The argument that since the Holy Spirit worked miracles through Christ, Jesus was, therefore, inapt and just a man is seriously flawed. In the original creation, the Bible affirms that Jesus, the Logos, performed the actual creation of all things created (John 1: 1-3, Col. 1: 16). Does such a fact reduce or deprecate the Father and the Spirit in terms of deity? Each had their own peculiar creation role, whether it was providing, the Father, or organizing creation, the Spirit (see Gen. 1, 2). Besides, too much can be made out of cause and effect when exclusively viewed in terms of the Godhead. For instance, we are told that the Father raised Jesus from the dead (Acts 2: 24, 30-32). We are also told that the Spirit raised up Jesus (Rom. 5: 11). Moreover, we are even informed that Jesus raised himself from the dead (John 2: 19). The truth? The Godhead, the totality, was operative in effecting the resurrection. On a simple level, any assigned exclusivity involving Jesus in terms of the Father and the Spirit is in respect to the "Son role" accepted by Jesus. In the Son/Father relationship, an incarnation concept, the Son is understood as "inferior" and "dependent." Notwithstanding, other Bible teaching, some of which we have cited, presents Jesus even in the Son role as God or deity in the flesh, totally representative and of the same "nature" in respect to deity as the Father (Heb. 1: 3, cp. John 14: 8-11).

     In addition to Philippians 2: 6, 7, 2 Corinthians 8: 9 is used in an effort to prove "Jesus left his deity in heaven and assumed manhood." One wrote, "Jesus had no innate divine attribute, but exchanged his divine nature for human nature." He continued, "Jesus literally ‘emptied himself of deity’ and became ‘poor’ or gave up his deity to become merely and only a man to serve as man’s ultimate example (Phili. 2: 7, 2 Cor. 8: 9)." Consider the verse:

     "9: For ye know the grace of our Lord Jesus Christ, that, though he was rich, yet for your sakes he became poor, that ye through his poverty might be rich."

     "Rich," is explained as being "God." In the converse, "poor" is "gave up deity." I recall years ago having an exchange with one preacher who so explained 2 Corinthians 8: 9. I attempted to make it as dialectically simple as I could; so, I presented the following for his consideration: "For ye know the grace of our Lord Jesus Christ, that, though he was rich ("had deity"), yet for your sakes he became poor ("gave up deity"), that ye through his poverty ("lack of deity") might be rich ("be made deity," my emphasis, dm)." The words, "Rich" and "poor" or "poverty" are antithetically used. Hence, if the first "rich" means deity, then the second "rich" also means deity. Therefore, the explanation requires that Paul is teaching that because Jesus gave up deity, man will have deity! The requisite dialectic consequence of this position was more than the preacher wanted to accept. May I rather suggest that what Jesus gave up was not deity, but all the exalted attendant glory in heaven. Man, if faithful, is enabled by Jesus’ sacrifice to one day enjoy the glory of heaven, apart from himself possessing deity (Rev. 21; 22).

     Again, the quotations from those teaching Jesus in the flesh was not God are ignoring the solid biblical facts that we have presented. Such as Jesus is "the Son of God," "He accepted worship," and he "forgave sin." I submit that there were things while in the flesh that Jesus as God in the flesh could have done, but for whatever reasons, He did not elect to do. Such does not strip Jesus of His deity or change who he was, the most extraordinary man to have ever lived, Himself God-man. There is such a thing, I submit, as accepted acquiescence or subordination. It was in this state of imposed subjugation that Jesus obsequiously said: "My Father is greater than I" (John 14: 28). One thus wrote of the alleged contradiction:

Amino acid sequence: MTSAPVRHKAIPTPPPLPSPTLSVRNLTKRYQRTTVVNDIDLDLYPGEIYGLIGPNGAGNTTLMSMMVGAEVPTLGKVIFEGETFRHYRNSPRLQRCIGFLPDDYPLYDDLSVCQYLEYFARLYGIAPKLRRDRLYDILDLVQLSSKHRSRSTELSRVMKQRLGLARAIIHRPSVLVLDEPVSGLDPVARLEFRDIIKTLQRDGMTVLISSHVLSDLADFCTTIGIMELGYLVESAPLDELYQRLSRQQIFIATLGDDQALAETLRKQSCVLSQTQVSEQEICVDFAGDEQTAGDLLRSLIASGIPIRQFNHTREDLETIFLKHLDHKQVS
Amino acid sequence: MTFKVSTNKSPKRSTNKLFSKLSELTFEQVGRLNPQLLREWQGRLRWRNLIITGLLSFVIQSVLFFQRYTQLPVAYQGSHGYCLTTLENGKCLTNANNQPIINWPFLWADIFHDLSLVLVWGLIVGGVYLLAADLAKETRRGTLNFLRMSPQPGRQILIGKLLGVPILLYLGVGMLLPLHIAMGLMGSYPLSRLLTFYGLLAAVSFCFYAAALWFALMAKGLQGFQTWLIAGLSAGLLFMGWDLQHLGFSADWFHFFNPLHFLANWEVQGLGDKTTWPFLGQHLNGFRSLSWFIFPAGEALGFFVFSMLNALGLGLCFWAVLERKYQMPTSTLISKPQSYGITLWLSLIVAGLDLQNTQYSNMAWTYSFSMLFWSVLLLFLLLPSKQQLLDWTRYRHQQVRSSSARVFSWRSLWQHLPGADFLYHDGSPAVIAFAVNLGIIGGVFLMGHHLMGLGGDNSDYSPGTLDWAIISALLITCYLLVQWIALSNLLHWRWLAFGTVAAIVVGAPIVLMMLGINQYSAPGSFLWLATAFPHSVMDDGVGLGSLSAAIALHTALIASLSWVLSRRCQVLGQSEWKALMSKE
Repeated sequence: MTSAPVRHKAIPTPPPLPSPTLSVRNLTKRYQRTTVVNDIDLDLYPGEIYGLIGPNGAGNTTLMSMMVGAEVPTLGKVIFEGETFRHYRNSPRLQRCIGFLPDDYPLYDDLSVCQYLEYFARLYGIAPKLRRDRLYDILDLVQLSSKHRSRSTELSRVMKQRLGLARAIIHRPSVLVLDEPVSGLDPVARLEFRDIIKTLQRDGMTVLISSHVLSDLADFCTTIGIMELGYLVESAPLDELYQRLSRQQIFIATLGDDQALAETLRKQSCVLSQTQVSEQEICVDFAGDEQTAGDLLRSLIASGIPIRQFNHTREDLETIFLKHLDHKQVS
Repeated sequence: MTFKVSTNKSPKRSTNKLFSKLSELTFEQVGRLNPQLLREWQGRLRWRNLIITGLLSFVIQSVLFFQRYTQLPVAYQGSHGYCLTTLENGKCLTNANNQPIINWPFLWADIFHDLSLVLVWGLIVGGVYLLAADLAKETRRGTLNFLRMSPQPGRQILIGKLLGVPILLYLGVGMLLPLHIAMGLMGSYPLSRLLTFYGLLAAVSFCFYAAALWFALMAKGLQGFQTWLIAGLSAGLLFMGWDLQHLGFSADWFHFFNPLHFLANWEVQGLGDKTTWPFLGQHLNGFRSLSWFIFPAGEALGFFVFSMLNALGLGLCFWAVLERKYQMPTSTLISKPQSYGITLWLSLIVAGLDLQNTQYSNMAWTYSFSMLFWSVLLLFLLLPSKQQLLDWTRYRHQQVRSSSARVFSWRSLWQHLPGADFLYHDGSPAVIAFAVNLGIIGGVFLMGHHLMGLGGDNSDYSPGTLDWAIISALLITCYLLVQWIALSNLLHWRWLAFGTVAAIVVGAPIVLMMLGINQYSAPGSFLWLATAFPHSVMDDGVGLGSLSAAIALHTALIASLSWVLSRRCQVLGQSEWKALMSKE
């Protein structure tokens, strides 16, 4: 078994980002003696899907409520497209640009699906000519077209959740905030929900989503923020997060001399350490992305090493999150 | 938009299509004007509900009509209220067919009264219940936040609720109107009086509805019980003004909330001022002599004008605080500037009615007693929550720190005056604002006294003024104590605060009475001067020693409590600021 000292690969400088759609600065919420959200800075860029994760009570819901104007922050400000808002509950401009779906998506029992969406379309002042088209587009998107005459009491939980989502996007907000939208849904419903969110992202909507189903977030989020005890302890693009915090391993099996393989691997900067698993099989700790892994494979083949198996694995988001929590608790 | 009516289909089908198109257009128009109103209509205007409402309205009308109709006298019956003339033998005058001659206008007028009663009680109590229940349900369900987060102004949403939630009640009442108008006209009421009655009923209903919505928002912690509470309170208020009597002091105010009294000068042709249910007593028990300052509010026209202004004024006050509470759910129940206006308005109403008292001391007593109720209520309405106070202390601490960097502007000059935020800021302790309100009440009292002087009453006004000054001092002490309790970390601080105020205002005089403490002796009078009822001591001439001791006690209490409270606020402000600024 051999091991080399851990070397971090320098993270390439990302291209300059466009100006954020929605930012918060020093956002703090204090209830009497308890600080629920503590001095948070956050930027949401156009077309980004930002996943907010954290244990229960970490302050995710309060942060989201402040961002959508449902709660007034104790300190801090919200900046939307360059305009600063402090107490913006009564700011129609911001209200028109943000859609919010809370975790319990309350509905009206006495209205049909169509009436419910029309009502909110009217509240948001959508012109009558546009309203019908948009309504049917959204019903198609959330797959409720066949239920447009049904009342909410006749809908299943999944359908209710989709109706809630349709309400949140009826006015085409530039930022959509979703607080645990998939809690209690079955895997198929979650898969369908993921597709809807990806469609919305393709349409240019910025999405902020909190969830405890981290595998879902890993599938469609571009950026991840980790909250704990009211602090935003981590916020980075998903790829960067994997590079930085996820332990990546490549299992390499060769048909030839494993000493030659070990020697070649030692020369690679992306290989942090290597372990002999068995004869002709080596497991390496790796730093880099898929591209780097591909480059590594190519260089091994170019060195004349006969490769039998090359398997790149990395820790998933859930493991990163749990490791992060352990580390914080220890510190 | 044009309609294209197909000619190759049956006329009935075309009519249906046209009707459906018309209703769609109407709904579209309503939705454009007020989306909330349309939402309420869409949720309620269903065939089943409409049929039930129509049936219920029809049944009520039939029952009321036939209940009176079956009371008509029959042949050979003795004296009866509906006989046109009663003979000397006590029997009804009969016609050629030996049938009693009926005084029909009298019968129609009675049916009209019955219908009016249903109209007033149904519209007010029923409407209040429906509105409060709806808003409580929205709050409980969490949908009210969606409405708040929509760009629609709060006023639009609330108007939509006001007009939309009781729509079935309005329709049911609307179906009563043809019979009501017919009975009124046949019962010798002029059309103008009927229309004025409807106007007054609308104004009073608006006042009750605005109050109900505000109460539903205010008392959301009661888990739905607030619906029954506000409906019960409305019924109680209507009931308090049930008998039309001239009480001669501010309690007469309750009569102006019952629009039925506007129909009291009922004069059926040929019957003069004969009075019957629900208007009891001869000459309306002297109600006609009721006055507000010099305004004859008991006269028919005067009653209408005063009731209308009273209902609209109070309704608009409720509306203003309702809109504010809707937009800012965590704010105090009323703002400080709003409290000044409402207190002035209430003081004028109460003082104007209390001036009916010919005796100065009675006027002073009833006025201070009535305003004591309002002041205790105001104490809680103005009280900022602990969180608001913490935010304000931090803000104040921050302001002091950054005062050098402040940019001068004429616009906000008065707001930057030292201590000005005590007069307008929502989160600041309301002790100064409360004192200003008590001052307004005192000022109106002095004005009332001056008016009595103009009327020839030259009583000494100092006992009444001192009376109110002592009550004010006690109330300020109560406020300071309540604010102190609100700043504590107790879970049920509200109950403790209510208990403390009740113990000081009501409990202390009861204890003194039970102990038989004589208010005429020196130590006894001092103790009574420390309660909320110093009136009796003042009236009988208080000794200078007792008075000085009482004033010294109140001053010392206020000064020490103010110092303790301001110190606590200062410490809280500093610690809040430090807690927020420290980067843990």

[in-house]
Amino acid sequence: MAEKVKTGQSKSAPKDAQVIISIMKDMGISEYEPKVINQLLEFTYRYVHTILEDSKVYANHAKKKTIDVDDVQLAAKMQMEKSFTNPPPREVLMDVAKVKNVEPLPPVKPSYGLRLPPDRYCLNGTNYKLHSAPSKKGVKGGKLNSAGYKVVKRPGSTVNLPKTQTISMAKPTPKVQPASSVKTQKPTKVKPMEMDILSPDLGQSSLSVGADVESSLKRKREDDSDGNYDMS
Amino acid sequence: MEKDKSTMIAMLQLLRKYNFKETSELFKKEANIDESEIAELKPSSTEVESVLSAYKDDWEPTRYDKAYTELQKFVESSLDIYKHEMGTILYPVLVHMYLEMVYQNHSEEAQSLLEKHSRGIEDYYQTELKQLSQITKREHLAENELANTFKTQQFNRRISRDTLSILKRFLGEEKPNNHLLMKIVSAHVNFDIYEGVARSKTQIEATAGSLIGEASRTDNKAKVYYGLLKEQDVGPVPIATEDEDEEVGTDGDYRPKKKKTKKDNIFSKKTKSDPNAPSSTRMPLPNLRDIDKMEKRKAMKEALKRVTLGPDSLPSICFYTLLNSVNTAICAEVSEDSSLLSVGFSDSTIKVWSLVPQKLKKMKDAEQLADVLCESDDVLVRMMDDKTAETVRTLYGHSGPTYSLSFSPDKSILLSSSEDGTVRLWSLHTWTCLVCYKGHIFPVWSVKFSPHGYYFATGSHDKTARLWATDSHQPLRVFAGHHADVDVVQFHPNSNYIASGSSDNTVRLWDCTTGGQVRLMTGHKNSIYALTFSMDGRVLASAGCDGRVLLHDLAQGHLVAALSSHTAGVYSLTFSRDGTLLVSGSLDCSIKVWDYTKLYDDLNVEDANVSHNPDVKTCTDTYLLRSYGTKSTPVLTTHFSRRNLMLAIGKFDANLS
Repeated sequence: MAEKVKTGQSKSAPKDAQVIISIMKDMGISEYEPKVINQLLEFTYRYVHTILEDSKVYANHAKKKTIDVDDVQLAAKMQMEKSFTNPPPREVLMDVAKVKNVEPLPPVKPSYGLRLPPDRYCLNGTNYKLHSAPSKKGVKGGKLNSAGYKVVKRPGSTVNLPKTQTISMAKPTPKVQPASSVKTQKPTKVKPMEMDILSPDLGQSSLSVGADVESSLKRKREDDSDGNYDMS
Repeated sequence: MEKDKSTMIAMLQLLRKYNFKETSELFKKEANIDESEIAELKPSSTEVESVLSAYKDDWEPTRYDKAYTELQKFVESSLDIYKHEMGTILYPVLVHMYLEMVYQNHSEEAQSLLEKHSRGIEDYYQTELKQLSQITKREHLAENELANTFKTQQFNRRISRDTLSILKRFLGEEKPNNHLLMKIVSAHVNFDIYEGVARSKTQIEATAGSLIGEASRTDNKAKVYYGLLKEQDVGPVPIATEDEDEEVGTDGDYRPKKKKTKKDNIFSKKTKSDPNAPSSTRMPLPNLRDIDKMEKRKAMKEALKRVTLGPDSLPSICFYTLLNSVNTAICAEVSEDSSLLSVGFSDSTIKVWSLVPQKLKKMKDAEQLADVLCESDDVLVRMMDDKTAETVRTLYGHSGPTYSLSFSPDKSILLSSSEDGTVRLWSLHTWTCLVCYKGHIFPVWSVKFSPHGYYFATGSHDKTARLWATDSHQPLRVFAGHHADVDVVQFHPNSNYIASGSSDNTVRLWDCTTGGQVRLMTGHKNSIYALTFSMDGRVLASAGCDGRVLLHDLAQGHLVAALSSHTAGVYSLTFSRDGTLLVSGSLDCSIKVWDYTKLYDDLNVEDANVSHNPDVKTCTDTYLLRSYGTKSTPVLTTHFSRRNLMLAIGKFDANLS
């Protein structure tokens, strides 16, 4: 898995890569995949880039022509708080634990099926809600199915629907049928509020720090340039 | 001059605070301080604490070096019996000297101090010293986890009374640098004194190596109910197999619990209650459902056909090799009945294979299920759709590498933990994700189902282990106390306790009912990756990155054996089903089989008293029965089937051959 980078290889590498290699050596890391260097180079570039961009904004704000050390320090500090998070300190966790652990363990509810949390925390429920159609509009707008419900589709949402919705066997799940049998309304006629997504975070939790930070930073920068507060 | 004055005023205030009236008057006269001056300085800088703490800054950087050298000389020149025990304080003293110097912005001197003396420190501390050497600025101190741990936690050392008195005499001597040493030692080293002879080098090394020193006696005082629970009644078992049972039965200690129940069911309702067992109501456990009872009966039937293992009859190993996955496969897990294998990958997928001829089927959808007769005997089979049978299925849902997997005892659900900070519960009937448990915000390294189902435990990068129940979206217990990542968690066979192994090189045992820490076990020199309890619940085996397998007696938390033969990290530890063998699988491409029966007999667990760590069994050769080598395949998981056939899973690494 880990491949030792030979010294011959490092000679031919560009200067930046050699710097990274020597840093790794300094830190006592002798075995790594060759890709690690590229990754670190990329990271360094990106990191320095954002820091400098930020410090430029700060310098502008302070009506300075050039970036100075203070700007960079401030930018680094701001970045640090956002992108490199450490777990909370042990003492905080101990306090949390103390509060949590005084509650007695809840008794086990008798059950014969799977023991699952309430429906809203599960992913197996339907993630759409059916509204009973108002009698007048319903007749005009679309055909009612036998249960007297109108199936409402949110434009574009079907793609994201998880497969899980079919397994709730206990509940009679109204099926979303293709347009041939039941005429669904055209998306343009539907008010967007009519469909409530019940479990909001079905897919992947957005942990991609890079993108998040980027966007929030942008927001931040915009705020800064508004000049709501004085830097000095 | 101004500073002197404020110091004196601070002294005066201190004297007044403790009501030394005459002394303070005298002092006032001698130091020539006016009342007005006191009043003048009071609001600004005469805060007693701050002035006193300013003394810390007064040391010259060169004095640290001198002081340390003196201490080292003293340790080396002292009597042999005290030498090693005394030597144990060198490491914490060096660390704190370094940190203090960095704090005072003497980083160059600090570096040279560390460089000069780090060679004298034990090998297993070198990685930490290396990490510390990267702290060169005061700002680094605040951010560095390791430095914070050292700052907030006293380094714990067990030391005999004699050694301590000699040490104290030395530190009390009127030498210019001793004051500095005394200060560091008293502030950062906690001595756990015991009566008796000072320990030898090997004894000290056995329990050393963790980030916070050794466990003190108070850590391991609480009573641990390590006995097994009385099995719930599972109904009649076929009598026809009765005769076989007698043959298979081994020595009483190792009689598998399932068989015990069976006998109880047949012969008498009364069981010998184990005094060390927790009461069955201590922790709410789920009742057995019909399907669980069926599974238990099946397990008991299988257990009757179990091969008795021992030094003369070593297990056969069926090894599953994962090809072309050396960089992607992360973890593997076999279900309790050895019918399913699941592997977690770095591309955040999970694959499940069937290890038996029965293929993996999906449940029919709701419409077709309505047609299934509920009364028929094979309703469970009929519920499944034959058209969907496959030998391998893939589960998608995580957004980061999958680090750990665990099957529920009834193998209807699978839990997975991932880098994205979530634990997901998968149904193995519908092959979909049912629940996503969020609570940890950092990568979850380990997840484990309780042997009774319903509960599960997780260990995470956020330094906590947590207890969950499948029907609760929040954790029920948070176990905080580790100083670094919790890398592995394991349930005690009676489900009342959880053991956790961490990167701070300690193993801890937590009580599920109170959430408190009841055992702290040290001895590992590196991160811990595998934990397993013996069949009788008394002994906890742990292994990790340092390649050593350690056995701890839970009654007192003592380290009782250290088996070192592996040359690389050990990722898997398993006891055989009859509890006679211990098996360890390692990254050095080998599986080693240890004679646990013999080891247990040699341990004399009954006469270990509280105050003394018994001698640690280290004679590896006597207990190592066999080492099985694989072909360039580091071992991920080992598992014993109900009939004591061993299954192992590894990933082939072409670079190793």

"The thing that seems to be at the root of this misunderstanding is a failure to recognize that the Lord's earthly limitations were not the consequence of a less-than-God nature; rather, they were the result of a self-imposed submission reflecting the exercise of his sovereign will. Of what did Christ ‘empty’ himself (reference is to ‘no reputation,’ literally from the Greek, ‘emptied himself,’ Phili. 2: 7, dm) when he became flesh?

     A.H. Strong expressed it well when he noted that, by means of the incarnation, Jesus ‘resigned not the possession, nor yet entirely the use, but rather the independent exercise, of the divine attributes’ (1907, 703). To say the same thing in another way, the Lord's incarnate status involved, not a divestment of divine form/essence or attributes, but rather a subordination of those attributes to the Father in terms of role function. When Jesus affirmed, ‘My father is greater than I’ (John 14:28), he was not disclaiming divine nature; rather, he was asserting that he had subjected himself voluntarily to the Father's will."  (Wayne Jackson.)

     Let it be known that "God cannot be tempted" (Jas. 1: 13). So, what is the conclusion? Jesus was in fact tempted; yet, without sin (Heb. 4: 15). How can this be? The God part of Jesus, the Spirit, the real entity within the corporal body, if you will allow me to make such a separation, could not sin, but God is in the flesh. Such a condition is manifestly and obviously different than God apart from the flesh. Could Jesus have sinned? In theory, "yes." However, God within Jesus or, put more precisely, Jesus’ divine nature, controlled the flesh (when Jesus is referenced, both the entity and the body that housed God are usually meant). Here comes the pivotal question: Did Jesus have any advantage in the matter of temptation over all other men? Yes, one simple advantage in addition to God being in the flesh is that Jesus knew things no mere man ever knew (see addendum 8). Jesus had been in heaven, experiencing all the grandeur as the Logos, God without the body (2 Cor. 8: 9).